Trinity Mount Ministries

Sunday, October 14, 2012

SJPD Partners with National Group to Find Missing Children:


SJPD Partners with National Group to Find Missing Children:

St. Joseph Police Dept.

(ST. JOSEPH, Mo.) The St. Joseph Police Department is working to get the upper hand when it comes to finding missing children.

Missing children reports are nothing new, but the department wants to improve on how they handle the calls.

Dispatchers say it gets hectic, especially when someone is reporting a missing child.

"They're hysterical. All they want is somebody there, and they're screaming, and they're panicked, and they're not listening, and it's very difficult to even get 'What's your child's name? How old are they? What do they look like? How long have they been gone?'" says Jada Thomas, of the communications center.

The communications department knows how to handle all types of calls, but striving to be the best, they've volunteered to partner with the National Center for Missing and Exploited Children.

"It puts you into a position to adjust your policies and your procedures and your call taking techniques, so you're in line with the best practices that have been proven across the country," says Capt.Jeff Wilson, St. Joseph Police Department.

With the NCMEC, the department has received new training. When responders take a call, it starts with keeping a parent calm, and assessing the situation.

This is nothing new for dispatchers, but small policy changes will make a big difference when time is of the essence.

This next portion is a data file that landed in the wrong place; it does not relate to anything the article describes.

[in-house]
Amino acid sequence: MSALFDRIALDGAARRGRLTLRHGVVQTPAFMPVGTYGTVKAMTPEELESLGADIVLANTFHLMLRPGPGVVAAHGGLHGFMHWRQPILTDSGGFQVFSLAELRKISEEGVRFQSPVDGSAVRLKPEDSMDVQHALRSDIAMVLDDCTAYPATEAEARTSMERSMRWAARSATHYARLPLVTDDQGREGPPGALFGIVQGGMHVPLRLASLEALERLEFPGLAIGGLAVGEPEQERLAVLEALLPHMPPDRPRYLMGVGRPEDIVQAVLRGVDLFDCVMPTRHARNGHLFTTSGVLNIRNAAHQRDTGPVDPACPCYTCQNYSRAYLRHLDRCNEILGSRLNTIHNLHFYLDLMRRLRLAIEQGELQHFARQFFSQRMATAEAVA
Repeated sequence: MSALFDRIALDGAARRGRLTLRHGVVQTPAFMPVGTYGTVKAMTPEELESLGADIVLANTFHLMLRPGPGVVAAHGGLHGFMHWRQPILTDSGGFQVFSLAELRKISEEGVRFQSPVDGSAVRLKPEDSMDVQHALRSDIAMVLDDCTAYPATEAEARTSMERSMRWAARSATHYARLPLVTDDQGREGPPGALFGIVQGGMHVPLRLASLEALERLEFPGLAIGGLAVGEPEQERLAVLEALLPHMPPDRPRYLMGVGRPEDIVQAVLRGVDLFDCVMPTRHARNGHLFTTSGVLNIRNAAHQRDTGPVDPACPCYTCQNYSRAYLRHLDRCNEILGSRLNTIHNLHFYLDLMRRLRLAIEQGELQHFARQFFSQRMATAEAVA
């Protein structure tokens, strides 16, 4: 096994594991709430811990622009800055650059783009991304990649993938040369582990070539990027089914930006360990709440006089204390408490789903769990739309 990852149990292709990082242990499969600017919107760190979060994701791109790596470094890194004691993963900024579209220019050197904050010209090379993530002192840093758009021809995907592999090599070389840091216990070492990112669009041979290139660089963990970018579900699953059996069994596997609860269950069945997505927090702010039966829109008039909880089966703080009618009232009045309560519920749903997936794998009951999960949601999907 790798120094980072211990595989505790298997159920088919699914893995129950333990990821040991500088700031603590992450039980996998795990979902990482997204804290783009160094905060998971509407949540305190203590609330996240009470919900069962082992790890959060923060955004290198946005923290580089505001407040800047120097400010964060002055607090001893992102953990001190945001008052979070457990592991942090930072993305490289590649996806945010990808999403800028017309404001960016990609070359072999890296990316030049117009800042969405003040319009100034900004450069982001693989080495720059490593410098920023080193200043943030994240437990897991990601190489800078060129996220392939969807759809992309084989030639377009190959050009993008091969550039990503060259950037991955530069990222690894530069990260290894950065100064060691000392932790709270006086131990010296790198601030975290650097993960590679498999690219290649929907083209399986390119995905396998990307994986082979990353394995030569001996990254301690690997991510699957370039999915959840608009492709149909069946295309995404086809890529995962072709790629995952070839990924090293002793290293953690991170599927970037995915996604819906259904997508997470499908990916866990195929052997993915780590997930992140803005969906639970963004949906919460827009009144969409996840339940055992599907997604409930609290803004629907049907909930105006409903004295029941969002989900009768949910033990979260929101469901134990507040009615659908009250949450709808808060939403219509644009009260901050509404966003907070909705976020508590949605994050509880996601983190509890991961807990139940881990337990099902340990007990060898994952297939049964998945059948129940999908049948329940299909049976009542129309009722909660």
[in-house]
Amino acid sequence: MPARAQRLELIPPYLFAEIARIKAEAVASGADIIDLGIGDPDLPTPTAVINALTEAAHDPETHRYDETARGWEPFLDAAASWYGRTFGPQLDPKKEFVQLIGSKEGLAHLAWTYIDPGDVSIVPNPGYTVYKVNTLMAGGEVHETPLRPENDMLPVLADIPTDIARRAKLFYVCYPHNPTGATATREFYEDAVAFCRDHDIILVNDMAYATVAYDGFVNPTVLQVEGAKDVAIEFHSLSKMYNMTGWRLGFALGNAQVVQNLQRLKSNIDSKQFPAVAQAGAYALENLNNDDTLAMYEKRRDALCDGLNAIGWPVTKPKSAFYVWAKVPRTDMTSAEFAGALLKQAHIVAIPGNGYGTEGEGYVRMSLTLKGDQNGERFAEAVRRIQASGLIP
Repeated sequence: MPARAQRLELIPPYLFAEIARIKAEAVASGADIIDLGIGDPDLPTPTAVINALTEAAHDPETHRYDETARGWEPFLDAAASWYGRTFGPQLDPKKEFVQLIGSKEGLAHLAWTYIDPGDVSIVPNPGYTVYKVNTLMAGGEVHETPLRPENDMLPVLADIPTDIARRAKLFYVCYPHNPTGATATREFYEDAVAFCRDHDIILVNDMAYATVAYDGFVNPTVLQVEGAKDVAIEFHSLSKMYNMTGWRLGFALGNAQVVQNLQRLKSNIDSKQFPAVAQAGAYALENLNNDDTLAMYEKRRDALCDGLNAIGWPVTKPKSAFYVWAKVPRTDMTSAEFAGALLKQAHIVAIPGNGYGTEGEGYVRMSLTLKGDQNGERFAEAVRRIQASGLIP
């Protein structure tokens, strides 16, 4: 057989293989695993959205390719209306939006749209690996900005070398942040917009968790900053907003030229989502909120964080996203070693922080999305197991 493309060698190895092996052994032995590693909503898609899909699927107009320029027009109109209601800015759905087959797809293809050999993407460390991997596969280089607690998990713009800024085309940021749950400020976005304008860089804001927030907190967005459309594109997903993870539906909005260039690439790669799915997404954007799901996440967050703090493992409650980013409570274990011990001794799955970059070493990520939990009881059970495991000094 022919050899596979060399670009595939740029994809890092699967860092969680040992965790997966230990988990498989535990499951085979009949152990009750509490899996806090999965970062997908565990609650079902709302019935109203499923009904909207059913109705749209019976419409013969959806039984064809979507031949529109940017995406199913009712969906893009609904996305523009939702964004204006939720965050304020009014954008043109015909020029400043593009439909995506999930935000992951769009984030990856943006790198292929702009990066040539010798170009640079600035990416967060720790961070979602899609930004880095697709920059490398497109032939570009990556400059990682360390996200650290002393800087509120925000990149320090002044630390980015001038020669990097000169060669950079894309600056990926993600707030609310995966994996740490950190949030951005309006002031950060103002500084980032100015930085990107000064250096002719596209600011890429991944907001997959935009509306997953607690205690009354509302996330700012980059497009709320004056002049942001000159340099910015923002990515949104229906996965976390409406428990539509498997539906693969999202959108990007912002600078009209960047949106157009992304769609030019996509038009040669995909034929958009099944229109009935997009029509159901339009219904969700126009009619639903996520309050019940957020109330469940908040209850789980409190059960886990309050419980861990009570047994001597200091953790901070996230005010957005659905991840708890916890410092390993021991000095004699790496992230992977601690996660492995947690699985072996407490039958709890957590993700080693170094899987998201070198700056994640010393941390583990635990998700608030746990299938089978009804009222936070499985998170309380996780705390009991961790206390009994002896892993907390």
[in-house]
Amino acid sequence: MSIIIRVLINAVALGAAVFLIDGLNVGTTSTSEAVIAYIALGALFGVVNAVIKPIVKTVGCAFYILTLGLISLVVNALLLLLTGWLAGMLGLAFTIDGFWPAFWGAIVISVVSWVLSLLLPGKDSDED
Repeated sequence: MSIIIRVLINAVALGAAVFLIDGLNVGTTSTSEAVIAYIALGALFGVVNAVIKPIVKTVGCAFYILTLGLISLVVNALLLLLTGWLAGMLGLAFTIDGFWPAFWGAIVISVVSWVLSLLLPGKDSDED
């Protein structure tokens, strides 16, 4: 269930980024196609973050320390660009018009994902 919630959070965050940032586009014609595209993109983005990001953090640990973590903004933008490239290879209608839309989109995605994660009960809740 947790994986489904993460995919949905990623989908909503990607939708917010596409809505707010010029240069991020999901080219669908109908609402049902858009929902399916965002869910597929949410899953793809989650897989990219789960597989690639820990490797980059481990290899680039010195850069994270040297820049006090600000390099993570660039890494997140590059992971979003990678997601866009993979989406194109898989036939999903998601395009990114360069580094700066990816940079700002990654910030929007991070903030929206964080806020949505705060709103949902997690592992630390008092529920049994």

"Where are you? How old is this child? What does this child look like? Where were they last seen? If there's suspect information, we need that information quickly," says Thomas.

"The operator is now trained to recognize the situation that they're dealing with, and maybe rule out some questions that take out valuable time and go straight to the other ones," Wilson says.

The new partnership is also changing the way the center looks at runaways.

"It may not be an abduction situation, but that's still a child that we don't know where they are, so immensely important that we follow these best practices even in situations may have left on their own," Thomas says.

Now after taking a missing child report, responders are being graded.

"In any type of mission that you perform, it's always important to do an after actions review, and go over the things that went right and the things that went wrong, and try to improve yourself," Wilson says.

The communications center takes about 20 calls a month related to missing children or runaways. They say calling right away is key. They can always cancel if needed.

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